Glacier FarmMedia – You’re richer than you think — and you owe more, too.
That could be the theme of StatsCan’s latest snapshot of farm equity, the number you get when subtracting farm debts from the value of assets.
If you had put all of the assets of every farm in Canada on the auction block at the end of 2020, you would have expected them to sell for a total of $679 billion, according to the federal agency’s estimates. That’s a $30-billion (4.6 per cent) rise from 2019.
And there’s no surprise where most of that increase came from.
“Farm real estate values, the largest component of farm assets, increased by $25.4 billion,” StatsCan said in its annual “balance sheet” report released in late June.
“Significantly higher commodity prices in the latter half of 2020, combined with strong demand for agricultural products and low interest rates all contributed to the increased value of farm real estate.”
In Alberta, total farm assets rose by just over $8 billion (to $183 billion) and virtually all of it, $7.6 billion, was from a jump in the value of land (now collectively worth nearly $146 billion).
But the liability side of the ledger also had some big-number increases.
Nationally, farmers collectively added $6.3 billion to their debt pile of $116 billion at the end of last year. Three provinces — Alberta, Ontario and Quebec — accounted for four-fifths of that, StatsCan said.
The total liabilities of Alberta farmers rose 6.3 per cent (to $26.5 billion) versus the national average of 5.8 per cent. Still that was the smallest increase since 2014 (on a national basis) and a couple of key measures of financial health showed improvements.
“Strong growth in net income in 2020 pushed the return on assets and return on equity up to near 10-year averages, following recent lows in 2018,” the agency’s report said.
However, the country’s leading ag lender put an asterisk on StatsCan’s report.
“The potential for higher interest rates is the darkest cloud shading recent news that farm debt in Canada recorded the smallest increase in six years,” Farm Credit Canada said in a release.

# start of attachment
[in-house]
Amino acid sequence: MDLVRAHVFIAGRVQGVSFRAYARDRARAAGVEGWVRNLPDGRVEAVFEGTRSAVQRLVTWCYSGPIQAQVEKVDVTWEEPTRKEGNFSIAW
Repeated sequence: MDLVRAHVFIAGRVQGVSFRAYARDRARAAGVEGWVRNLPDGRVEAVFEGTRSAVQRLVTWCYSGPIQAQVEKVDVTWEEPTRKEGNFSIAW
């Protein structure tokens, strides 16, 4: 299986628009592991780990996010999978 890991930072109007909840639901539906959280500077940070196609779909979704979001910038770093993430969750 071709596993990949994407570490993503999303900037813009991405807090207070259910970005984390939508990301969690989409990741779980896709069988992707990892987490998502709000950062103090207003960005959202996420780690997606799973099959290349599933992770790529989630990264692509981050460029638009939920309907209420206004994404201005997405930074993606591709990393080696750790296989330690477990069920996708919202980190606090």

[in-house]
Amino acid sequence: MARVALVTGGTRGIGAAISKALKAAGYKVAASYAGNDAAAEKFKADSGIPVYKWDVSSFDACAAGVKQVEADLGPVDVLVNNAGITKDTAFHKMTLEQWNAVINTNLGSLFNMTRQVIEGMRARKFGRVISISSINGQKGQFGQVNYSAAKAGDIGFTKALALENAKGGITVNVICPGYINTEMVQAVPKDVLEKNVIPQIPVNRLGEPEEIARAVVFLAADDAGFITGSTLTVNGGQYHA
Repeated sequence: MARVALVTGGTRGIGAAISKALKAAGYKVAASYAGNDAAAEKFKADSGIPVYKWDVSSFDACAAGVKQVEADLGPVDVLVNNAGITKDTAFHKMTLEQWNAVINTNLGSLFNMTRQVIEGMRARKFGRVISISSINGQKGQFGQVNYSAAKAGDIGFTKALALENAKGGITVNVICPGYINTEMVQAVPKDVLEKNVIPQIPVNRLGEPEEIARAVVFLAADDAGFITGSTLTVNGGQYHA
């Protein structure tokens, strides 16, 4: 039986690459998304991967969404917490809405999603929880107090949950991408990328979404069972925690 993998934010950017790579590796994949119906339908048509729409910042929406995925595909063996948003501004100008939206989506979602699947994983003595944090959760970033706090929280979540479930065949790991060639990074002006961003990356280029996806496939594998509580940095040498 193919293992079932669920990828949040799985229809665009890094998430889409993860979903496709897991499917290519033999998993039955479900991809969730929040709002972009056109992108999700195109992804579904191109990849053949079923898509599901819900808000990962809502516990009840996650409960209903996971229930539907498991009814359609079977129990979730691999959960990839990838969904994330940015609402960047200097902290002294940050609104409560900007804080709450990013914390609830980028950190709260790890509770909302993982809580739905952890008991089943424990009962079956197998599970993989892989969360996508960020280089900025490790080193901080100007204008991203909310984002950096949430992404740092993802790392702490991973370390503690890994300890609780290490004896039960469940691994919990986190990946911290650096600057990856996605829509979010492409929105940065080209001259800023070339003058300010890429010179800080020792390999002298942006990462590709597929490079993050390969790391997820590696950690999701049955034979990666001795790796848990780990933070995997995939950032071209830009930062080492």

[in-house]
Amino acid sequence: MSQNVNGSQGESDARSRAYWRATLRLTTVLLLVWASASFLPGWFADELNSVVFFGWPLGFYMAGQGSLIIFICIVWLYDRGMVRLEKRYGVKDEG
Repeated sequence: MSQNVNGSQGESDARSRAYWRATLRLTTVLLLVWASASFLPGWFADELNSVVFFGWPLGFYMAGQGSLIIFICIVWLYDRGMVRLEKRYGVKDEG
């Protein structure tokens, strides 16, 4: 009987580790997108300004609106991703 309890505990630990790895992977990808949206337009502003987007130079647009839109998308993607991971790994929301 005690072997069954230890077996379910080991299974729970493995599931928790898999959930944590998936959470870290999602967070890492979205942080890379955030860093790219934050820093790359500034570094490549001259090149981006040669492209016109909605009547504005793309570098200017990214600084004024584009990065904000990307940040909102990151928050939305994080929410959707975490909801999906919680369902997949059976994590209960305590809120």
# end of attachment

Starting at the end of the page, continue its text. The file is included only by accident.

“We are now projecting record-high farm revenue in 2021, outpacing expected growth in farm debt outstanding of around six per cent,” said J.P. Gervais, FCC’s chief economist
But a sharp and sudden rise in interest rates could have “a significant impact on the ability of farm operations to service debt,” the FCC release said.
“With the level of debt in the farm economy, producers must be aware of the potential for higher interest rates and factor that into their risk management plans,” Gervais said. “While current low short-term rates are attractive, it may be appealing to lock in long-term rates at the current low levels.”
A sustained rise in inflation would push interest rates higher, but there’s a lot of discussion in economic circles these days about whether recent price rises are a one-off or a sign of what lies ahead. Gervais said the crystal ball is murky.
“On the one hand, current supply chain bottlenecks and strong consumer spending causing inflation could subside in the second half of 2021,” he said. “On the other hand, accumulated savings in the economy could further increase consumer spending and unleash permanent price increases that warrant higher interest rates.”
But farmers, at least on the grain and oilseeds side, are in a good place — demand is strong and “the overall balance sheet for Canadian agriculture remains healthy, despite the current uncertain times,” Gervais said.
“But producers need to understand their financial situation and build resilience into their business plans.”
Glenn Cheater is editor of the Alberta Farmer Express. His article appeared in the June 28, 2021 issue.